I do know why I love sonnets, through which I record the world and process the world fairly often. Bob Wrigley once called sonnets the most anal-retentive form in the English language. In one way, you might think sonnets are the anti-clutter form, since you’re limited to a certain number of beats and lines (Song of Myself or Howl being the ultimate hoarder poems). But I think of a sonnet more as a phenomenally well-designed closet. You can pack an awful lot in there. And given the existence of sonnet series, and crowns of sonnets, and George Meredith’s 15-line sonnets, it’s an ever-expandable closet.

I could say I like posting poems in blogs because they encapsulate and elevate my everyday existence.

And if that’s true, it also explains why I don’t mind that the poems I post there aren’t even trying to be my best poems. Not art, necessarily. To chronicle the everyday, I have to write every day. And post every day. (Or as close to it as I can get—can I substitute everyfewdays as a synonym? My everyfewdays existence?) Other than minor tinkering, there’s not a whole of revision that can happen in that scenario.

Ron Wallace published a terrific book with the best sonnets from his project of writing a sonnet a day for a year–but he revised a lot to get to the book, The Uses of Adversity.

In general, I think art takes revision.

This is not all merely to say that when I look back at “Metaphors: A Semester” I pretty much go “meh,” although that is pretty much what I go. I suppose in that sense the five stanzas were art imitating life because “meh” was how I was feeling about the semester at that point, but we don’t really want art imitating life in those moments, now do we.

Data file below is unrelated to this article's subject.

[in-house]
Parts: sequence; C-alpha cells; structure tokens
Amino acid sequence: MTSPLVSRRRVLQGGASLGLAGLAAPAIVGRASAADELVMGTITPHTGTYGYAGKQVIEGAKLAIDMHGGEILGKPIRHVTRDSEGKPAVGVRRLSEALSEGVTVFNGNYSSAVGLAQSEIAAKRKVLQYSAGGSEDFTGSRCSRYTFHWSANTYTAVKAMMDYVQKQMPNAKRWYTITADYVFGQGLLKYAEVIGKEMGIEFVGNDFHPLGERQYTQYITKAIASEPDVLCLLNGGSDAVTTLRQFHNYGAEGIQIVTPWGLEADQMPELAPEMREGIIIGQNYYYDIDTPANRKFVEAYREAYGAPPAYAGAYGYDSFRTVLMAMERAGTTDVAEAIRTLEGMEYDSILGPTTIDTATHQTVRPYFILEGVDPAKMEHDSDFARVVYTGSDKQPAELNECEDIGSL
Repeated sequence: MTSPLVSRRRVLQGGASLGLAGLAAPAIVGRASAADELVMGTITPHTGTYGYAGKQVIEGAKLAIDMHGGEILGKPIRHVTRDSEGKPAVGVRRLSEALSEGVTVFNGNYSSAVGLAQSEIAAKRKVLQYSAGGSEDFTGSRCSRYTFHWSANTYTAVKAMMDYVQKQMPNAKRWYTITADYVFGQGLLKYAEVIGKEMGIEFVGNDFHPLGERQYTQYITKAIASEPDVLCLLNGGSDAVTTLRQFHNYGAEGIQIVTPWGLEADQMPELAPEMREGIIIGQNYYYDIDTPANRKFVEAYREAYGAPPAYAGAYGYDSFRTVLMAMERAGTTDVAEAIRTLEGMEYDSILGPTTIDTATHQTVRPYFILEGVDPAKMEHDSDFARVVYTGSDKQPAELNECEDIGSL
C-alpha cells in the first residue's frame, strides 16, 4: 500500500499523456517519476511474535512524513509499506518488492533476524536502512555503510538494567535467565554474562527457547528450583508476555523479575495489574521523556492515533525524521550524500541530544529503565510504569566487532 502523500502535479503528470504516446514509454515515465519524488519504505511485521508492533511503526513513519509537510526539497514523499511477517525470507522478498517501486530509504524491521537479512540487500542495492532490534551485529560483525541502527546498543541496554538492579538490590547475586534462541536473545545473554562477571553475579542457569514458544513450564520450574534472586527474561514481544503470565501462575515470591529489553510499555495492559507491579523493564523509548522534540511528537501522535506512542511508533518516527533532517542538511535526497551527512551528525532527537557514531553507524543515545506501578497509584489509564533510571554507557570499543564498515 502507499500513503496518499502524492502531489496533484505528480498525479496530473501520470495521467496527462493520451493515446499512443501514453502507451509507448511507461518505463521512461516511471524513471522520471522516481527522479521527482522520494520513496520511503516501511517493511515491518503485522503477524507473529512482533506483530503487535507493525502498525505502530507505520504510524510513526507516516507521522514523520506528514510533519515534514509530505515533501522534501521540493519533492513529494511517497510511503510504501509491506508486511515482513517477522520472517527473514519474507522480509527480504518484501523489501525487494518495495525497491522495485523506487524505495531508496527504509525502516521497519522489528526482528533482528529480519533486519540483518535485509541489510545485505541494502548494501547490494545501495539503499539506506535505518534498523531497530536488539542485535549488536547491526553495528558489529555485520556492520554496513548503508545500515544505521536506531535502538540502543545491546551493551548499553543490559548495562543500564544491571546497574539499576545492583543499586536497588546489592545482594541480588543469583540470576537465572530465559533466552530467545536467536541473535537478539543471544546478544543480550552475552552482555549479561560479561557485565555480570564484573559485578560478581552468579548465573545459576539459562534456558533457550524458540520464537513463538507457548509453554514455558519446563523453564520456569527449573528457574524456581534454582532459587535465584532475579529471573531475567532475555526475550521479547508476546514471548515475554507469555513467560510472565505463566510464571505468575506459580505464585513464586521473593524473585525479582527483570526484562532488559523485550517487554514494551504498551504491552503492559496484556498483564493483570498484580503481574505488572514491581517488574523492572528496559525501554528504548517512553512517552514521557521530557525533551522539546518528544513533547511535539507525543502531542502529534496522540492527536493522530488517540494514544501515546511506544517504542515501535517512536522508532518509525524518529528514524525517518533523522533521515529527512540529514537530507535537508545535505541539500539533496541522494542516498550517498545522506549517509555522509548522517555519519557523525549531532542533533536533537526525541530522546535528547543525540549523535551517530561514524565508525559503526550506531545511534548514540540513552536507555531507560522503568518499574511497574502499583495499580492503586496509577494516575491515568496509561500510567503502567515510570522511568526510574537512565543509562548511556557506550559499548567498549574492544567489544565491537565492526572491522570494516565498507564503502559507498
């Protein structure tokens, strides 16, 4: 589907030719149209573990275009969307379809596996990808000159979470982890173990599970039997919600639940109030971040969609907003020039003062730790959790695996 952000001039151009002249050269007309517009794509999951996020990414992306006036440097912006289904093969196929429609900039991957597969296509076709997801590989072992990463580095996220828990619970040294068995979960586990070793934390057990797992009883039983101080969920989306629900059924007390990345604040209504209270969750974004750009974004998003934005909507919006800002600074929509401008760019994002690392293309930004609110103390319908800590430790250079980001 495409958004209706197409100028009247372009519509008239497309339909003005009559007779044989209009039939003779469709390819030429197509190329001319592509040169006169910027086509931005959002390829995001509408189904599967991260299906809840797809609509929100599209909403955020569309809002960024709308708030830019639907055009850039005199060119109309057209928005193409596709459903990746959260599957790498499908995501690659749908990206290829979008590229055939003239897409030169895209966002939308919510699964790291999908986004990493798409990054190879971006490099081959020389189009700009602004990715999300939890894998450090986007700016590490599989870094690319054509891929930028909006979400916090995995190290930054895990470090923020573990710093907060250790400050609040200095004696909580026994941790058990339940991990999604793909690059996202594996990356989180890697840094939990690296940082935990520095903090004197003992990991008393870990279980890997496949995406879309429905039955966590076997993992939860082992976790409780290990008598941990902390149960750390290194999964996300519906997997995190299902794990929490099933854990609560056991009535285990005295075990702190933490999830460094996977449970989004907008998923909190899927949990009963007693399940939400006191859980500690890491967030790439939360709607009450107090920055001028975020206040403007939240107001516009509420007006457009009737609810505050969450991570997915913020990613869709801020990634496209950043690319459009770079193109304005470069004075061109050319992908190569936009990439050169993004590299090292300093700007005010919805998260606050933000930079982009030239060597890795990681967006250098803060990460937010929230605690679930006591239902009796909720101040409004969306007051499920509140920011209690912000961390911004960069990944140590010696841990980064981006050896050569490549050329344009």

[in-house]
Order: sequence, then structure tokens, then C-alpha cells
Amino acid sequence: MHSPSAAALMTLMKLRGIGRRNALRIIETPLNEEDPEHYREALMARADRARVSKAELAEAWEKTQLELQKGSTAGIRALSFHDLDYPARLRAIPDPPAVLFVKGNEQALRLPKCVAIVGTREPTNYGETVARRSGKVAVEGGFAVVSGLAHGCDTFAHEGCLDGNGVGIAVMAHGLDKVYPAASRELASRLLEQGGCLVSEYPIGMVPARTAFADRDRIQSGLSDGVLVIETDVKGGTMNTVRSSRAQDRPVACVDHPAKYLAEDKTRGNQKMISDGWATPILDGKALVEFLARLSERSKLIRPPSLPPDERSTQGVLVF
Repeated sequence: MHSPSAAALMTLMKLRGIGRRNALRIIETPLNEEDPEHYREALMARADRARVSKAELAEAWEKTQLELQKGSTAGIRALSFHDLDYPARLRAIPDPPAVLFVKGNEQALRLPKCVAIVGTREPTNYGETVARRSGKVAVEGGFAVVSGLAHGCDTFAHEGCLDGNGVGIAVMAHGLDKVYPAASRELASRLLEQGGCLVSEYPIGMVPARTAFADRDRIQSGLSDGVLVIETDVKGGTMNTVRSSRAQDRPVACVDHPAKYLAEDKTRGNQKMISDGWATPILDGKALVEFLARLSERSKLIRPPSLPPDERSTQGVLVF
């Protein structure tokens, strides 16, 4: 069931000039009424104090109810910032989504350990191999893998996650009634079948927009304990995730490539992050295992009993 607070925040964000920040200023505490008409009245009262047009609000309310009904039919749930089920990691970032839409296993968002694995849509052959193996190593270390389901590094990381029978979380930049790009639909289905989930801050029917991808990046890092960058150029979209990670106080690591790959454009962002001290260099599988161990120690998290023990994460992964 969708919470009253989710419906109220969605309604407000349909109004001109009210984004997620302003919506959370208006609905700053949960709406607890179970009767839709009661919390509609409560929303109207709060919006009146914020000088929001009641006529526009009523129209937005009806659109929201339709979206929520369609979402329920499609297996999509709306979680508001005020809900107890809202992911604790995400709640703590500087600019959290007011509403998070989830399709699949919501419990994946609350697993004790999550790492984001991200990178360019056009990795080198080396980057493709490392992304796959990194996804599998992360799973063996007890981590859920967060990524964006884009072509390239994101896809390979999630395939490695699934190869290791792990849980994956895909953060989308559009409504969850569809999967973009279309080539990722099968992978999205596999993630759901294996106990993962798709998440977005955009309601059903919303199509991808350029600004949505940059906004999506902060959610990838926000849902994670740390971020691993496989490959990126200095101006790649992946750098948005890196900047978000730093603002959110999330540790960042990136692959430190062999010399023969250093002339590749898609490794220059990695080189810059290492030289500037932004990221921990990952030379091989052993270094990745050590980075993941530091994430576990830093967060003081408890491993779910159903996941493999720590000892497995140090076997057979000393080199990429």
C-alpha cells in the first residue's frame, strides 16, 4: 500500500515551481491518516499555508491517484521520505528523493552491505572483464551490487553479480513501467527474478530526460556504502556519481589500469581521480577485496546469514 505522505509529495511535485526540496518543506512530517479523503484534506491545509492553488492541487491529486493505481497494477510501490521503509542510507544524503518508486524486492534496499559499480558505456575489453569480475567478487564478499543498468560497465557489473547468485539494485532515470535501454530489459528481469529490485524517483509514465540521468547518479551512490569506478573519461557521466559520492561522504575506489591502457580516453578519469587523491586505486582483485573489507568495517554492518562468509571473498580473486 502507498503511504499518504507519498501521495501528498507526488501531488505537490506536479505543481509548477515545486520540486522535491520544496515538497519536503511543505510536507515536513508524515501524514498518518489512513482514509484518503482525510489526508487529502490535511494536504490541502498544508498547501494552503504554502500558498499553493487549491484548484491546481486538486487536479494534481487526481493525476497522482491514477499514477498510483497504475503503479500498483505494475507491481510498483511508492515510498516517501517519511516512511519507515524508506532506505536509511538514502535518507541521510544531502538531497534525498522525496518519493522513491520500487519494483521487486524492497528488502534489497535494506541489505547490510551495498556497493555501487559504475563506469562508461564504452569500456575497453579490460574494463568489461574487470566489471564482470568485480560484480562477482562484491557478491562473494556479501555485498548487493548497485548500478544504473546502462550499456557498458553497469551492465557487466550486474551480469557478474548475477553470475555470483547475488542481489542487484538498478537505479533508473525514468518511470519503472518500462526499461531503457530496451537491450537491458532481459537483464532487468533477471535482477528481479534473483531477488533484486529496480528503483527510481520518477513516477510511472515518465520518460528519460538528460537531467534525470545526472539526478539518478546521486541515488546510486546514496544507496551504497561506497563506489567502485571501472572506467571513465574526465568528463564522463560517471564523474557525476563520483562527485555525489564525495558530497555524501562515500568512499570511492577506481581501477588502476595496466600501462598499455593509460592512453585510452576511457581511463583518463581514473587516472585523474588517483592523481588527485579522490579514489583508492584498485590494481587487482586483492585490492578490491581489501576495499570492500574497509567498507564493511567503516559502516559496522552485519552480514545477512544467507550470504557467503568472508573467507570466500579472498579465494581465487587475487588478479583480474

This is just to say–wait! Where have I heard that before?

And thus the most compelling question I can think of at the moment (other than the whole “What’s cooler? Mod Squad or Starsky & Hutch?” conversation we had at supper) is this:

If all our favorite poets had blogged, what would they have posted?

For better or worse, I feel certain Robert Lowell would have posted EVERYTHING. With him in mind, let me just say that I hope some of my blog poems, eventually, could end up in my own Life Studies. Until then, you know where to find them.

Metaphors: A Semester

1
damp pile of limp balloons

2
multiple balloons, inflated to bursting
in January
let go on schedule until March
then all at once
sputtering
zip zoom
flail
hanging suspended in April
flop

3
you know how the house in Up floated away?
like that
but no passengers

4
some old-school blown-up balloons
along with helium mylar
and one miniature hot-air contraption
elaborately connected
mostly self-propelled
landing gently
grades turned in

5
damp pile of limp balloons

The Moan Tax

I pay for every blessing—don’t think I don’t.
Sure I’ve got a good job, but I work too hard,
And I’m lucky in love, but marriage takes work.
Don’t believe me? Listen to me piss and moan
About the house I have to clean, the food
I have to cook, the garden I have to weed,
My beautiful, rural commute ruined this week
with a spread-manure-fresh-dead-skunk reek.

I might be spoiled but at least I’m not content.

God forbid I should relax or take a break
Or cut back somewhere or say no to anything
Or take the risk of being seen as slacking
Or just enjoy the son I thought I couldn’t conceive.
I fight off jinxes with my constant, low-voltage rant,
Lest all my precious miseries be stripped from me.

_____

This is and isn’t me speaking. Happy Hump Day, everyone!

Playing with Fire, Opdyke-Style